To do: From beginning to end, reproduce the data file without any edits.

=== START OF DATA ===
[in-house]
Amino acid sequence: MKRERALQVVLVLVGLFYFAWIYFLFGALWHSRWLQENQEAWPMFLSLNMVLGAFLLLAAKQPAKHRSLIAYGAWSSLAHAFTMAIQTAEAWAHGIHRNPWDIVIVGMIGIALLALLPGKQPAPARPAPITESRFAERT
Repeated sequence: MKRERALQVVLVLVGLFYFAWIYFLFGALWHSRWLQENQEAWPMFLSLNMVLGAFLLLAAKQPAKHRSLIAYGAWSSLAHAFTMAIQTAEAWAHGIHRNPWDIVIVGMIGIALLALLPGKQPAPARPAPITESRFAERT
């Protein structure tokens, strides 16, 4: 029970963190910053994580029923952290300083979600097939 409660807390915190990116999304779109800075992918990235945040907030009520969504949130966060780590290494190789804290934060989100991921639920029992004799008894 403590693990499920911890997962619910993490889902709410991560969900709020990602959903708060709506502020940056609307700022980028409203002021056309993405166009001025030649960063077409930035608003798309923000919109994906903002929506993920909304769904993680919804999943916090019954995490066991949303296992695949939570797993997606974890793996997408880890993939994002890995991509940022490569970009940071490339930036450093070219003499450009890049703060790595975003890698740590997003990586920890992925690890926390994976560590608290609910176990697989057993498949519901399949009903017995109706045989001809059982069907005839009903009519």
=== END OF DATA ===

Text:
[in-house]
Amino acid sequence: MKRERALQVVLVLVGLFYFAWIYFLFGALWHSRWLQENQEAWPMFLSLNMVLGAFLLLAAKQPAKHRSLIAYGAWSSLAHAFTMAIQTAEAWAHGIHRNPWDIVIVGMIGIALLALLPGKQPAPARPAPITESRFAERT
Repeated sequence: MKRERALQVVLVLVGLFYFAWIYFLFGALWHSRWLQENQEAWPMFLSLNMVLGAFLLLAAKQPAKHRSLIAYGAWSSLAHAFTMAIQTAEAWAHGIHRNPWDIVIVGMIGIALLALLPGKQPAPARPAPITESRFAERT
């Protein structure tokens, strides 16, 4: 029970963190910053994580029923952290300083979600097939 409660807390915190990116999304779109800075992918990235945040907030009520969504949130966060780590290494190789804290934060989100991921639920029992004799008894 403590693990499920911890997962619910993490889902709410991560969900709020990602959903708060709506502020940056609307700022980028409203002021056309993405166009001025030649960063077409930035608003798309923000919109994906903002929506993920909304769904993680919804999943916090019954995490066991949303296992695949939570797993997606974890793996997408880890993939994002890995991509940022490569970009940071490339930036450093070219003499450009890049703060790595975003890698740590997003990586920890992925690890926390994976560590608290609910176990697989057993498949519901399949009903017995109706045989001809059982069907005839009903009519």